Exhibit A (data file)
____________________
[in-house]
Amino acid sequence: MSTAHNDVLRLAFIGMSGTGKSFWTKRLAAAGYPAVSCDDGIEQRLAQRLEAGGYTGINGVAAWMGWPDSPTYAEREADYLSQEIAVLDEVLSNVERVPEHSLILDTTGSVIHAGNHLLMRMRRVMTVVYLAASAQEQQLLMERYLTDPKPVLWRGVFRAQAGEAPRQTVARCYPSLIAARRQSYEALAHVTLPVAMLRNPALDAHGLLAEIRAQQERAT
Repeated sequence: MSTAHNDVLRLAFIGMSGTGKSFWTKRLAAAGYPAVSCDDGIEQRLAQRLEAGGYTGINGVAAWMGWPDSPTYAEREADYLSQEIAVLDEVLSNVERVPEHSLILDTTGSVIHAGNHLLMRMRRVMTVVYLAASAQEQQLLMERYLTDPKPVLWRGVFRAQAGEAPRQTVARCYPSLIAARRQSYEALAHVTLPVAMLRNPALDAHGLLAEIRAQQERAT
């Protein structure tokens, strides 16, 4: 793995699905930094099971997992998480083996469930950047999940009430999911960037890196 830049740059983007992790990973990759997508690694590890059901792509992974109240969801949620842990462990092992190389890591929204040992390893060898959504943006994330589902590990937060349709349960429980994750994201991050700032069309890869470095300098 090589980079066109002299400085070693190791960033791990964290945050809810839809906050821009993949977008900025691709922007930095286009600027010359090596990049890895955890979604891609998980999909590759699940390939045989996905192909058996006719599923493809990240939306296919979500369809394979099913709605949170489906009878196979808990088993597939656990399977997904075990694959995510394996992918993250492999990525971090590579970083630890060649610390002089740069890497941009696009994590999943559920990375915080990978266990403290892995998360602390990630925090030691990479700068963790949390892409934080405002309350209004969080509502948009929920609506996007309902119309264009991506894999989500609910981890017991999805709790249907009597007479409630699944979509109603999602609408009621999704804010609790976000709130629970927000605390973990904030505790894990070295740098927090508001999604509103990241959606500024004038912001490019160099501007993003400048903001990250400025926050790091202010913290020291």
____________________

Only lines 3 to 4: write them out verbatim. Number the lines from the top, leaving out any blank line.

Repeated sequence: MSTAHNDVLRLAFIGMSGTGKSFWTKRLAAAGYPAVSCDDGIEQRLAQRLEAGGYTGINGVAAWMGWPDSPTYAEREADYLSQEIAVLDEVLSNVERVPEHSLILDTTGSVIHAGNHLLMRMRRVMTVVYLAASAQEQQLLMERYLTDPKPVLWRGVFRAQAGEAPRQTVARCYPSLIAARRQSYEALAHVTLPVAMLRNPALDAHGLLAEIRAQQERAT
């Protein structure tokens, strides 16, 4: 793995699905930094099971997992998480083996469930950047999940009430999911960037890196 830049740059983007992790990973990759997508690694590890059901792509992974109240969801949620842990462990092992190389890591929204040992390893060898959504943006994330589902590990937060349709349960429980994750994201991050700032069309890869470095300098 090589980079066109002299400085070693190791960033791990964290945050809810839809906050821009993949977008900025691709922007930095286009600027010359090596990049890895955890979604891609998980999909590759699940390939045989996905192909058996006719599923493809990240939306296919979500369809394979099913709605949170489906009878196979808990088993597939656990399977997904075990694959995510394996992918993250492999990525971090590579970083630890060649610390002089740069890497941009696009994590999943559920990375915080990978266990403290892995998360602390990630925090030691990479700068963790949390892409934080405002309350209004969080509502948009929920609506996007309902119309264009991506894999989500609910981890017991999805709790249907009597007479409630699944979509109603999602609408009621999704804010609790976000709130629970927000605390973990904030505790894990070295740098927090508001999604509103990241959606500024004038912001490019160099501007993003400048903001990250400025926050790091202010913290020291």